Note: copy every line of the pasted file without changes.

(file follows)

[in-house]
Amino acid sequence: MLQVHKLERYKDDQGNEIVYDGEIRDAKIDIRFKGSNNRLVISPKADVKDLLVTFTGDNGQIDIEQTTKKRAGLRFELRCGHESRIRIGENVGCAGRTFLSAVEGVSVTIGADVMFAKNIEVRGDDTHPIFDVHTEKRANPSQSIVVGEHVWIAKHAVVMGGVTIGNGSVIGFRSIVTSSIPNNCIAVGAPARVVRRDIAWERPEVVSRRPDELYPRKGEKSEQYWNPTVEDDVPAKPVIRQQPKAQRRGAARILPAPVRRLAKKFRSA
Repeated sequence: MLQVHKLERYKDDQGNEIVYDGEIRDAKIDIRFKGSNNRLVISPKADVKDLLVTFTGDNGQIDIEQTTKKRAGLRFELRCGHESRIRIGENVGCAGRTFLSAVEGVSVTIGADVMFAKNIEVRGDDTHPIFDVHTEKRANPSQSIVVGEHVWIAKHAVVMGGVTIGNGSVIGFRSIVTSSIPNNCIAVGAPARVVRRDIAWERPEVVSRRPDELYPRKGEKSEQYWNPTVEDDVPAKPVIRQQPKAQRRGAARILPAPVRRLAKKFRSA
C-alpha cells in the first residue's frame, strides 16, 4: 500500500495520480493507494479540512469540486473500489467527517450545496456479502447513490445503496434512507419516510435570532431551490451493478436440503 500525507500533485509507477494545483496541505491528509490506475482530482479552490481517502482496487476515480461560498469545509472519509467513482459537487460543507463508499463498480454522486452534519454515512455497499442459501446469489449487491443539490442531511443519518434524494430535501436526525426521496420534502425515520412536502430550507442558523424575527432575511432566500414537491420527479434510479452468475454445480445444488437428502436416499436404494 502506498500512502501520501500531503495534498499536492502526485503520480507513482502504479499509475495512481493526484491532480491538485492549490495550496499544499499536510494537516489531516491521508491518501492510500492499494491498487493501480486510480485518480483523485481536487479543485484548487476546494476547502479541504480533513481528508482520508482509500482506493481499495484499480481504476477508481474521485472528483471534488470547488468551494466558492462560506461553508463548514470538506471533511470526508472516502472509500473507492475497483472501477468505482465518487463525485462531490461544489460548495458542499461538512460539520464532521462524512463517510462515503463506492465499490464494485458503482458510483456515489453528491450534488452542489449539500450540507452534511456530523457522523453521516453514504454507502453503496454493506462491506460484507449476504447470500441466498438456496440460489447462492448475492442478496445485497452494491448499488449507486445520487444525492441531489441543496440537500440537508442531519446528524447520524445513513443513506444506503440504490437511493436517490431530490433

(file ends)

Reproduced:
[in-house]
Amino acid sequence: MLQVHKLERYKDDQGNEIVYDGEIRDAKIDIRFKGSNNRLVISPKADVKDLLVTFTGDNGQIDIEQTTKKRAGLRFELRCGHESRIRIGENVGCAGRTFLSAVEGVSVTIGADVMFAKNIEVRGDDTHPIFDVHTEKRANPSQSIVVGEHVWIAKHAVVMGGVTIGNGSVIGFRSIVTSSIPNNCIAVGAPARVVRRDIAWERPEVVSRRPDELYPRKGEKSEQYWNPTVEDDVPAKPVIRQQPKAQRRGAARILPAPVRRLAKKFRSA
Repeated sequence: MLQVHKLERYKDDQGNEIVYDGEIRDAKIDIRFKGSNNRLVISPKADVKDLLVTFTGDNGQIDIEQTTKKRAGLRFELRCGHESRIRIGENVGCAGRTFLSAVEGVSVTIGADVMFAKNIEVRGDDTHPIFDVHTEKRANPSQSIVVGEHVWIAKHAVVMGGVTIGNGSVIGFRSIVTSSIPNNCIAVGAPARVVRRDIAWERPEVVSRRPDELYPRKGEKSEQYWNPTVEDDVPAKPVIRQQPKAQRRGAARILPAPVRRLAKKFRSA
C-alpha cells in the first residue's frame, strides 16, 4: 500500500495520480493507494479540512469540486473500489467527517450545496456479502447513490445503496434512507419516510435570532431551490451493478436440503 500525507500533485509507477494545483496541505491528509490506475482530482479552490481517502482496487476515480461560498469545509472519509467513482459537487460543507463508499463498480454522486452534519454515512455497499442459501446469489449487491443539490442531511443519518434524494430535501436526525426521496420534502425515520412536502430550507442558523424575527432575511432566500414537491420527479434510479452468475454445480445444488437428502436416499436404494 502506498500512502501520501500531503495534498499536492502526485503520480507513482502504479499509475495512481493526484491532480491538485492549490495550496499544499499536510494537516489531516491521508491518501492510500492499494491498487493501480486510480485518480483523485481536487479543485484548487476546494476547502479541504480533513481528508482520508482509500482506493481499495484499480481504476477508481474521485472528483471534488470547488468551494466558492462560506461553508463548514470538506471533511470526508472516502472509500473507492475497483472501477468505482465518487463525485462531490461544489460548495458542499461538512460539520464532521462524512463517510462515503463506492465499490464494485458503482458510483456515489453528491450534488452542489449539500450540507452534511456530523457522523453521516453514504454507502453503496454493506462491506460484507449476504447470500441466498438456496440460489447462492448475492442478496445485497452494491448499488449507486445520487444525492441531489441543496440537500440537508442531519446528524447520524445513513443513506444506503440504490437511493436517490431530490433